"In illiberal regimes, the self-corrective mechanisms of the rule of law are gradually eliminated, but the name of the game remains the rule of law," our Senior Research Fellow Andras Sajo writes in the latest DI Working Paper.
The paper provides intellectual arguments and tools from legal dogmatics that can help to counter the rule of law backlash. It argues that resilience can be boosted by a systemic militant rule of law approach. When it comes to restoring the rule of law, legal theory turns to the Radbruch formula (supra-statutory law). This approach remains contested by lawyers who are convinced – following the tradition of positivist legal theory – that invoking this formula is unacceptable because it violates a fundamental requirement of the rule of law, namely that of legality. Irrespective of the value of this concern, Radbruch’s formula is not applicable to the current demise of the rule of law, as the law resulting from cheating and abuse in illiberal regimes does not result in evil law (though it may facilitate such developments). Instead of evil law, we face ‘not-so-bad’ law. Legal imperfections exist in every legal system, and militant rule of law necessitates the systemic revision of these shortcomings in order to preempt the abuses of an anti-formalistic populist regime. In illiberal regimes, the self-corrective mechanisms of the rule of law are gradually eliminated, but the name of the game remains the rule of law. It means that judges still have (some) power to counter the backlash using extant interpretive techniques (for a while).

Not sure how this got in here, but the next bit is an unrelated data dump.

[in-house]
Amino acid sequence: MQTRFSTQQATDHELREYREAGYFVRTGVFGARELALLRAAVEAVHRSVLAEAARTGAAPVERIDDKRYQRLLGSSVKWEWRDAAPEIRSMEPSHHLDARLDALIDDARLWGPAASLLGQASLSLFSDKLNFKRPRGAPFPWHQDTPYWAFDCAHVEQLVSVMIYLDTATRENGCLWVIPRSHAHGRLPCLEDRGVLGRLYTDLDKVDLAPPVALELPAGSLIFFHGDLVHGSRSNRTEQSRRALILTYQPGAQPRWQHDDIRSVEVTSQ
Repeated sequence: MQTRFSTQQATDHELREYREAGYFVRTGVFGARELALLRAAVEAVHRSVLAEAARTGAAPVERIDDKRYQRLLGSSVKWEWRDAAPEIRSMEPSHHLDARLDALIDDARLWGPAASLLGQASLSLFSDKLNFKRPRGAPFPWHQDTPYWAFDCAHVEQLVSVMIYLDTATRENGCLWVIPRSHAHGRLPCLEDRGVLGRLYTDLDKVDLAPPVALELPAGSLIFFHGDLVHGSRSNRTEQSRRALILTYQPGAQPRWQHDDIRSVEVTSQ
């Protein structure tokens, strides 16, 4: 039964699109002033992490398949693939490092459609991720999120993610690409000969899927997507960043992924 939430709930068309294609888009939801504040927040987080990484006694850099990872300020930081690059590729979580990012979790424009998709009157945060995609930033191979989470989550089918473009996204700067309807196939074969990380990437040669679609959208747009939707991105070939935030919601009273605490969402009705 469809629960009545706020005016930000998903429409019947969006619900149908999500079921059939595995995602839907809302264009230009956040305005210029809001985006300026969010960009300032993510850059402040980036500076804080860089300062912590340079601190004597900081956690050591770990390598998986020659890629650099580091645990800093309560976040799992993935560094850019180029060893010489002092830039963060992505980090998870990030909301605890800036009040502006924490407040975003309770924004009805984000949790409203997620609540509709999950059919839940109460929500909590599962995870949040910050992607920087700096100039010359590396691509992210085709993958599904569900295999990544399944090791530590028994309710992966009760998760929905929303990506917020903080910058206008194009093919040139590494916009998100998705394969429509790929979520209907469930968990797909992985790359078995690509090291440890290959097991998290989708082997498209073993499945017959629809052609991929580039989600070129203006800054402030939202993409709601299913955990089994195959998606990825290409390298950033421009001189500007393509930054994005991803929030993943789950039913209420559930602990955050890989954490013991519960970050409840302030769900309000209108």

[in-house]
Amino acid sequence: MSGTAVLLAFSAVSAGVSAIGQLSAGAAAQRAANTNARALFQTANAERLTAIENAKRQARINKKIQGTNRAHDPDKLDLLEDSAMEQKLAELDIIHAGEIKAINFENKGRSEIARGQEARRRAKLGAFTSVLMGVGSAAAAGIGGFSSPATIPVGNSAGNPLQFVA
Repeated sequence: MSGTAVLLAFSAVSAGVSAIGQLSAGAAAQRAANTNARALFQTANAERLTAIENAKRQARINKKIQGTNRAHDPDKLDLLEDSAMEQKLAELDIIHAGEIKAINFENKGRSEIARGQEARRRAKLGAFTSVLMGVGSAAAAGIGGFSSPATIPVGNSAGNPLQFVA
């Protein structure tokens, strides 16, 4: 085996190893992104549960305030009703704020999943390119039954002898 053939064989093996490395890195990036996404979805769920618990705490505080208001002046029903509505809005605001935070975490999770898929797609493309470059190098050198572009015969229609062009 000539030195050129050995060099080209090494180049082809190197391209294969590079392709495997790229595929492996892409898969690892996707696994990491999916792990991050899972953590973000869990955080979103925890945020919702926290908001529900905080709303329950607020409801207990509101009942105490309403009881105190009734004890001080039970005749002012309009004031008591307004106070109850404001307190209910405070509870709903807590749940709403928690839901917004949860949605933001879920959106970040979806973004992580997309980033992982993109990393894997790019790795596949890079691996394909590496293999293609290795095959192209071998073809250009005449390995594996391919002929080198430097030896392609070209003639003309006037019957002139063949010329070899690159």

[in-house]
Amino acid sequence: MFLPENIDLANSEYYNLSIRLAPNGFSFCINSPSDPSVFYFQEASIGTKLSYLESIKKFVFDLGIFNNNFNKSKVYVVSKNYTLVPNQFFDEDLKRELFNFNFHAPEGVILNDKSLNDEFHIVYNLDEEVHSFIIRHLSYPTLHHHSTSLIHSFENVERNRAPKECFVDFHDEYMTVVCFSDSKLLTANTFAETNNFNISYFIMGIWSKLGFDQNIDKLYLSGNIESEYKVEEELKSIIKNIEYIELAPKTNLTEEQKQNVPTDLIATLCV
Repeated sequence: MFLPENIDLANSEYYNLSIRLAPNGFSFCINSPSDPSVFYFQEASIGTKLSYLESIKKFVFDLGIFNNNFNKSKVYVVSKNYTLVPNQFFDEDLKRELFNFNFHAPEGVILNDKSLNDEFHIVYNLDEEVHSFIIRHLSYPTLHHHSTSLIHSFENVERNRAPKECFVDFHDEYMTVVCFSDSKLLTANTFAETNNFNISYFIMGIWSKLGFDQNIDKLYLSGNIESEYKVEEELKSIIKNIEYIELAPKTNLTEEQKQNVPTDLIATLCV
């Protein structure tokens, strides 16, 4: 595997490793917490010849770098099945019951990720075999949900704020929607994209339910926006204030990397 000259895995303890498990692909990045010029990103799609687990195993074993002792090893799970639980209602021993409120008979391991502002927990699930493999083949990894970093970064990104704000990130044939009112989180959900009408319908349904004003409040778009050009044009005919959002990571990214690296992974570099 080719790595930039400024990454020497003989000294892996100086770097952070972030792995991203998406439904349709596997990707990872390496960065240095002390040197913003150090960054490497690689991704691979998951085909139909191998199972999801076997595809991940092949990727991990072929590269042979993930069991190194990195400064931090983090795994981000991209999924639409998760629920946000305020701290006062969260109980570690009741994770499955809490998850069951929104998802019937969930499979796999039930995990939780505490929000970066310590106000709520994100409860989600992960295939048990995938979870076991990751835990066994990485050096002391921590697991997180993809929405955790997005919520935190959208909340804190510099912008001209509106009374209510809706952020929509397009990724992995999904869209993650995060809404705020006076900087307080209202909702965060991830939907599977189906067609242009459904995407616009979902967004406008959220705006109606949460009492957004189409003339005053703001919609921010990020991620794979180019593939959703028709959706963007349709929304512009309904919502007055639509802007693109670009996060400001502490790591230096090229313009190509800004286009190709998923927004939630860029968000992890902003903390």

This article will begin by introducing the concept of not-so-bad (NSB) law as an imperfection of the rule of law. In section two, the validity of NSB laws is discussed by relying on the source theory. It argues that even if validity is a matter of conformity to the source, the source can be understood to contain a legal merit component as determined by the rule of law. Falling short on this legal merit component can constitute a ground for declaring the norm invalid. Section three describes the abuses of the rule of law in illiberal democracies and explains how the NSB law of illiberal regimes does not satisfy the validity requirements of legal positivism. Section four discusses the opportunities open to judges for resisting or undoing NSB law using existing techniques of legal interpretation without violating rule of law principles.